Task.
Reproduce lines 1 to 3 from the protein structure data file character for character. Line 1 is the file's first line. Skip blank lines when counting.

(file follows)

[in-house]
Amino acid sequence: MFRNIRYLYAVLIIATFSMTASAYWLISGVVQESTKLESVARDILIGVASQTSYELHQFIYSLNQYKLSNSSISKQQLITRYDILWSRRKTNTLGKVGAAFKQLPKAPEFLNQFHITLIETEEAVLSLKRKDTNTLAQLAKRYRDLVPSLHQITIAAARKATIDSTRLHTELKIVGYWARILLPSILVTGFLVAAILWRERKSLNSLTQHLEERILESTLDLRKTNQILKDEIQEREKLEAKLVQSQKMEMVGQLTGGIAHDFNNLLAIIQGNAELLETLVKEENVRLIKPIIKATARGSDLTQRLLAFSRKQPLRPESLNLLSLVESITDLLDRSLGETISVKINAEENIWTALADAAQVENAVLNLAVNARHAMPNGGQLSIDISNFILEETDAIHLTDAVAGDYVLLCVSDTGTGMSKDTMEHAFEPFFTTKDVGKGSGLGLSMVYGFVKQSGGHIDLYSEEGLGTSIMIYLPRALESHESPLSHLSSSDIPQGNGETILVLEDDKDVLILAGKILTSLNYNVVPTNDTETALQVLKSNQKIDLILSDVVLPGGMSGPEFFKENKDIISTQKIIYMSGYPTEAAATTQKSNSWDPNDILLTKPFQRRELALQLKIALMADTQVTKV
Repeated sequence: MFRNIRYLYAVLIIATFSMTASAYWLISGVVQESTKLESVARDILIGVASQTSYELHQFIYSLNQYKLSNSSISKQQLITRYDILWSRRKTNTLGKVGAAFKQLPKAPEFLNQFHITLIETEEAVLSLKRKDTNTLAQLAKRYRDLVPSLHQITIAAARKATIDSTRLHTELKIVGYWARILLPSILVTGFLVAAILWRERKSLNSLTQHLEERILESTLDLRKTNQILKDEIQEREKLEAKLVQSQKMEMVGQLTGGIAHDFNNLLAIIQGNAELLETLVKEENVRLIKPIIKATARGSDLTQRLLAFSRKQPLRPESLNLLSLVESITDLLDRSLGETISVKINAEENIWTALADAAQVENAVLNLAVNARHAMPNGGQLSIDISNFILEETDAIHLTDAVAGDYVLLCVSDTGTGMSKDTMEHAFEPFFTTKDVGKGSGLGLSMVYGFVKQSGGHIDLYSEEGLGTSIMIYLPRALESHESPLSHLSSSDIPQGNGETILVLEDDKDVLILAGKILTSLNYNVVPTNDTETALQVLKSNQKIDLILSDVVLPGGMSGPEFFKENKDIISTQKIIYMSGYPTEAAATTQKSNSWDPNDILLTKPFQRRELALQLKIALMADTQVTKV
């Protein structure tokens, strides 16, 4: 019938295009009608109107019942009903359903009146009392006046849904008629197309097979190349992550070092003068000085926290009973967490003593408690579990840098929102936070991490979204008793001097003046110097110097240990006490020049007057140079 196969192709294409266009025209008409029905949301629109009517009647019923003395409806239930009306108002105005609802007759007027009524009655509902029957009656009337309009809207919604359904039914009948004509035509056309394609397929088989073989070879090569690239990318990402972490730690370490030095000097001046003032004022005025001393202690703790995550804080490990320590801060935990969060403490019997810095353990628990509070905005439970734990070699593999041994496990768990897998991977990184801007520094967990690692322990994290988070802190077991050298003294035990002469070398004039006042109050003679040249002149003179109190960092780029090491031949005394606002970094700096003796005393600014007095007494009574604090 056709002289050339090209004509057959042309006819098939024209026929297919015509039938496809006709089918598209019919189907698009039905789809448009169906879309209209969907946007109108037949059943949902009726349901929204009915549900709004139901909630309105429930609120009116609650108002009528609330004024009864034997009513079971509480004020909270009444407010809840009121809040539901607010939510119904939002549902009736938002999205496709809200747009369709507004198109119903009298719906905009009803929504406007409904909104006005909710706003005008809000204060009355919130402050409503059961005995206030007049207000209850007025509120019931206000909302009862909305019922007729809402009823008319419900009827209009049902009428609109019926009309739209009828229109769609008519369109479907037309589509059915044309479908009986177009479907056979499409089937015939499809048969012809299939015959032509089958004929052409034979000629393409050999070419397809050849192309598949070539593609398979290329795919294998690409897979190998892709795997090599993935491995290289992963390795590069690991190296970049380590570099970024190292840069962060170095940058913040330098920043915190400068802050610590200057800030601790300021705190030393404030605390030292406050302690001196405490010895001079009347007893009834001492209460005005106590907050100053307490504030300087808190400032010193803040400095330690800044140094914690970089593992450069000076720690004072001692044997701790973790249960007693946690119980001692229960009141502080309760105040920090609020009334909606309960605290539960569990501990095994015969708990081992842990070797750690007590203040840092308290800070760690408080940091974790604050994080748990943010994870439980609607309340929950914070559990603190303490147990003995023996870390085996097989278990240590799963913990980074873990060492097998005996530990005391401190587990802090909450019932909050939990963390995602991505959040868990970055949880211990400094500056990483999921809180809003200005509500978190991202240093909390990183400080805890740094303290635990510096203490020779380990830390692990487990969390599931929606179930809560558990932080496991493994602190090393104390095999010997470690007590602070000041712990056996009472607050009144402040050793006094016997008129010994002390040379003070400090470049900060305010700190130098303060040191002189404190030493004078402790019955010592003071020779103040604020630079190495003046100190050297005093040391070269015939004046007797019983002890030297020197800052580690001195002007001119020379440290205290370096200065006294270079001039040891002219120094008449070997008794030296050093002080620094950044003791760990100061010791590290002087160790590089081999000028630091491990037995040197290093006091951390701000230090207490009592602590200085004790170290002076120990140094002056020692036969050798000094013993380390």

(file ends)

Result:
[in-house]
Amino acid sequence: MFRNIRYLYAVLIIATFSMTASAYWLISGVVQESTKLESVARDILIGVASQTSYELHQFIYSLNQYKLSNSSISKQQLITRYDILWSRRKTNTLGKVGAAFKQLPKAPEFLNQFHITLIETEEAVLSLKRKDTNTLAQLAKRYRDLVPSLHQITIAAARKATIDSTRLHTELKIVGYWARILLPSILVTGFLVAAILWRERKSLNSLTQHLEERILESTLDLRKTNQILKDEIQEREKLEAKLVQSQKMEMVGQLTGGIAHDFNNLLAIIQGNAELLETLVKEENVRLIKPIIKATARGSDLTQRLLAFSRKQPLRPESLNLLSLVESITDLLDRSLGETISVKINAEENIWTALADAAQVENAVLNLAVNARHAMPNGGQLSIDISNFILEETDAIHLTDAVAGDYVLLCVSDTGTGMSKDTMEHAFEPFFTTKDVGKGSGLGLSMVYGFVKQSGGHIDLYSEEGLGTSIMIYLPRALESHESPLSHLSSSDIPQGNGETILVLEDDKDVLILAGKILTSLNYNVVPTNDTETALQVLKSNQKIDLILSDVVLPGGMSGPEFFKENKDIISTQKIIYMSGYPTEAAATTQKSNSWDPNDILLTKPFQRRELALQLKIALMADTQVTKV
Repeated sequence: MFRNIRYLYAVLIIATFSMTASAYWLISGVVQESTKLESVARDILIGVASQTSYELHQFIYSLNQYKLSNSSISKQQLITRYDILWSRRKTNTLGKVGAAFKQLPKAPEFLNQFHITLIETEEAVLSLKRKDTNTLAQLAKRYRDLVPSLHQITIAAARKATIDSTRLHTELKIVGYWARILLPSILVTGFLVAAILWRERKSLNSLTQHLEERILESTLDLRKTNQILKDEIQEREKLEAKLVQSQKMEMVGQLTGGIAHDFNNLLAIIQGNAELLETLVKEENVRLIKPIIKATARGSDLTQRLLAFSRKQPLRPESLNLLSLVESITDLLDRSLGETISVKINAEENIWTALADAAQVENAVLNLAVNARHAMPNGGQLSIDISNFILEETDAIHLTDAVAGDYVLLCVSDTGTGMSKDTMEHAFEPFFTTKDVGKGSGLGLSMVYGFVKQSGGHIDLYSEEGLGTSIMIYLPRALESHESPLSHLSSSDIPQGNGETILVLEDDKDVLILAGKILTSLNYNVVPTNDTETALQVLKSNQKIDLILSDVVLPGGMSGPEFFKENKDIISTQKIIYMSGYPTEAAATTQKSNSWDPNDILLTKPFQRRELALQLKIALMADTQVTKV